Everyone who visits Cuba tells all of their inquiring friends and family the same thing, that the country seems to be trapped in the 1950s, which is the last time most of the buildings had fresh paint.
Most of the population, including teenagers, do not even know what the Internet is.
All along Cuba's streets run dozens of classic American cars; Fords and Studebakers from the 1940s and Chevrolets from the 50s are as common on the communist island as Toyotas and Hondas from the 80s and 90s are in the free world. But, unlike classic cars in America, most of Cuba's fleet has actually been on the road for fifty years. These cars belonged to the driver’s father before the driver, and to his grandfather before his father. They have the original paint, dozens of door dings and scratches, but they still run as solid as the American auto industry once did.
From the old buildings and classic cars, 24 hours a day, music fills Havana's streets. Salsa is by far the most common sound and people are always dancing in the streets. Although walking these streets is like stepping back in time. One newer sound that originated in the United States has infected the youth: They're addicted to Hip Hop and the culture there is only a couple of years behind the music. But in Cuba, Hip Hop is about way more than money.
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Sure, Jay-Z and Ludacris and other rappers who rhyme more about rims than reason are hot here too, but more for their beats and delivery since very few Hip Hop fanatics can interpret the English lyrics in Spanish. Since new music from the States is hard to come by on the island, my iPod was especially popular because it’s full of Hip Hop -- fresh stuff and the classics.
Marcos brought with him some speakers and when I translated the lyrics of Lupe Fiasco's "Hurt Me Soul," in which he touches on every topic from priests touching little boys to burning crosses, abortion to deportation and addiction to starvation, the woman who owned the house in which we were staying, Julie, and her boyfriend Aaron, both of whom are aspiring rappers, were practically moved to tears.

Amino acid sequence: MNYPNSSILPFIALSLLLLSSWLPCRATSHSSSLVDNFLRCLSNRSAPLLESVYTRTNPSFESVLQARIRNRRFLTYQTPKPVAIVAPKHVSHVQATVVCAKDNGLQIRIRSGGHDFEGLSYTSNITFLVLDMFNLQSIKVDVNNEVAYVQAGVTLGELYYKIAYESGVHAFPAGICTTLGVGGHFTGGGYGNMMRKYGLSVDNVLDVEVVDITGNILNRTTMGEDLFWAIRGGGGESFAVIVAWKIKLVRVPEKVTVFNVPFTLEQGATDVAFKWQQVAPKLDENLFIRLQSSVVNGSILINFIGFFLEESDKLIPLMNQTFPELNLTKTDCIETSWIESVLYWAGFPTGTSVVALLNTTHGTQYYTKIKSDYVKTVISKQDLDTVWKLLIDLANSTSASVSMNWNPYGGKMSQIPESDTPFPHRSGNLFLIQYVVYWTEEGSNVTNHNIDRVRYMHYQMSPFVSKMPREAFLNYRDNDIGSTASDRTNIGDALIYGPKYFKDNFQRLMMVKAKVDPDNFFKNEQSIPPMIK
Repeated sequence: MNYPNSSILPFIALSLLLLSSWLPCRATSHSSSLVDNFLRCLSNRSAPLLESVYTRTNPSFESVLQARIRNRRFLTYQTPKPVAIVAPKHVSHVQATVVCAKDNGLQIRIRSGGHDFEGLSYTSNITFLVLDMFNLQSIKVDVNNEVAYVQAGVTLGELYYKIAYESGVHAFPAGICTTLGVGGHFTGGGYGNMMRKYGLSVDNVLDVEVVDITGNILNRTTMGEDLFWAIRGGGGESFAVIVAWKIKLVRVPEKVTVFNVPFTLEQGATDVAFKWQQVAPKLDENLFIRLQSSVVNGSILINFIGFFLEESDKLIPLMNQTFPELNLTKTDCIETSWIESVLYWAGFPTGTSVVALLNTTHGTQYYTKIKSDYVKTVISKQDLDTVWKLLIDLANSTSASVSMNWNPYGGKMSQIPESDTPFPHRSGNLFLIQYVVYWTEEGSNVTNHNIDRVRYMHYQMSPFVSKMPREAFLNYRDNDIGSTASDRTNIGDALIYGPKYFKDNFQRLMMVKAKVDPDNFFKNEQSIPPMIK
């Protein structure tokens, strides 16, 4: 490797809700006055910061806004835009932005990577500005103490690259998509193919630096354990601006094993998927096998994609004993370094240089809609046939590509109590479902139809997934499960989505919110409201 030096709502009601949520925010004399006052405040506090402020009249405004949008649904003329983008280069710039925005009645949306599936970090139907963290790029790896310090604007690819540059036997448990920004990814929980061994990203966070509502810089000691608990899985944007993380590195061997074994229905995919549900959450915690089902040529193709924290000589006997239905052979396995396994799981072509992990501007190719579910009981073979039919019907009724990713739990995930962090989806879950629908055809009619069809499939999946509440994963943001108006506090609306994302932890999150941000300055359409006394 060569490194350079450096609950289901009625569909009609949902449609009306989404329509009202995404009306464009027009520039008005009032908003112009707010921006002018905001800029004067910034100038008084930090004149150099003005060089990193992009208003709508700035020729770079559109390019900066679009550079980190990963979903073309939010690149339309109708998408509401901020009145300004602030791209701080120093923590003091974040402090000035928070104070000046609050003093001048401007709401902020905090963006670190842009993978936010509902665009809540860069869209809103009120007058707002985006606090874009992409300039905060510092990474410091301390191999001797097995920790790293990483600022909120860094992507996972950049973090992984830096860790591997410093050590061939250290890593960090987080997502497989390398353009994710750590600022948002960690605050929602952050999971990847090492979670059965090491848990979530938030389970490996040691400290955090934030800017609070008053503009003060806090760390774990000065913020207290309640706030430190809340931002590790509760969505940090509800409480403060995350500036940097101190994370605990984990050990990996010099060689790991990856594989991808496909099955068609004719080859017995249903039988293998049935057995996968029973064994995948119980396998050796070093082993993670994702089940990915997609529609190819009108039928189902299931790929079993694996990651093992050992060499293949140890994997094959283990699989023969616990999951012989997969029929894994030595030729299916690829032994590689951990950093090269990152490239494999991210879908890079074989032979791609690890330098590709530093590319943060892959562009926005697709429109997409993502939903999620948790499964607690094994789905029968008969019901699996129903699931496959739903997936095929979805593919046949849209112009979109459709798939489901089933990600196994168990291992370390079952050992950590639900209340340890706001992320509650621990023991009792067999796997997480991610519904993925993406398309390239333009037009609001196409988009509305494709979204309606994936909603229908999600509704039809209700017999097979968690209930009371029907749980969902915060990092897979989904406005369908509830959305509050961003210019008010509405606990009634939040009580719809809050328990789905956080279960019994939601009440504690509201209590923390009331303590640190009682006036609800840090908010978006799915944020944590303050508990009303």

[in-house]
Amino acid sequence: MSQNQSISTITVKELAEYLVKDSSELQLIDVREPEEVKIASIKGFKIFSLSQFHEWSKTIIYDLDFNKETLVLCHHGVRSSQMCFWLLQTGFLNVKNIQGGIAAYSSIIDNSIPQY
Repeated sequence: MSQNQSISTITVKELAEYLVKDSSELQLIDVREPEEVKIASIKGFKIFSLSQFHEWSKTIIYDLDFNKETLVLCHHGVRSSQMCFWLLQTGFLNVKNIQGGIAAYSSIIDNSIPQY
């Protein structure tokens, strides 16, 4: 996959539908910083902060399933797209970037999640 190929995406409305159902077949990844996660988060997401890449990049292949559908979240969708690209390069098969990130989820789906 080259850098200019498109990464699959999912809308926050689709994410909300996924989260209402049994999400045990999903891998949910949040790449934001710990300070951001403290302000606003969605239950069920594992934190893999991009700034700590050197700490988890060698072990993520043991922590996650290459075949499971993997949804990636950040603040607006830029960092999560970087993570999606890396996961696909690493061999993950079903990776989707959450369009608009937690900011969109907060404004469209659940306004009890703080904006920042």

We were invited to go to an underground Hip Hop show up above the Plaza de Revolucion, where Fidel and Ernesto “Che” Guevara led the revolution’s victory party. We stepped into the venue and got into an elevator that actually had an attendant. When we exited, we walked up some stairs through a dark hallway and into a little bar with a panoramic view of the plaza. The first rapper was one of two non-Cubans who we spoke with on the entire trip. He's from California and actually lived in Boulder ten years ago. He apologized to the crowd for having to rap in English, but then let loose with a series of socially conscious songs.
He was followed by three rappers, (one who had a shirt dedicated to the executed Crip leader Stan “Tookie” Williams) each of whom had a sicker style than the next. I sat bobbing my head, smoking a stogie and drinking a beer with Aileen. The rappers rhymed about life in Cuba, poverty, limits on their liberty and a grim, if uncertain future. Each was careful not to dis Fidel, or the government or say anything that could be taken as disrespectful to the powers that be, or that could land them with serious accusations of counter-revolutionary activity. It's a fine line to walk, but with the microphone, the line is practically invisible. -- Luke Turf Westword staff writer Luke Turf traveled to Cuba for a week and encountered pimps, prostitutes and an irate mute with a nasty uppercut, to name a few. This is his tale.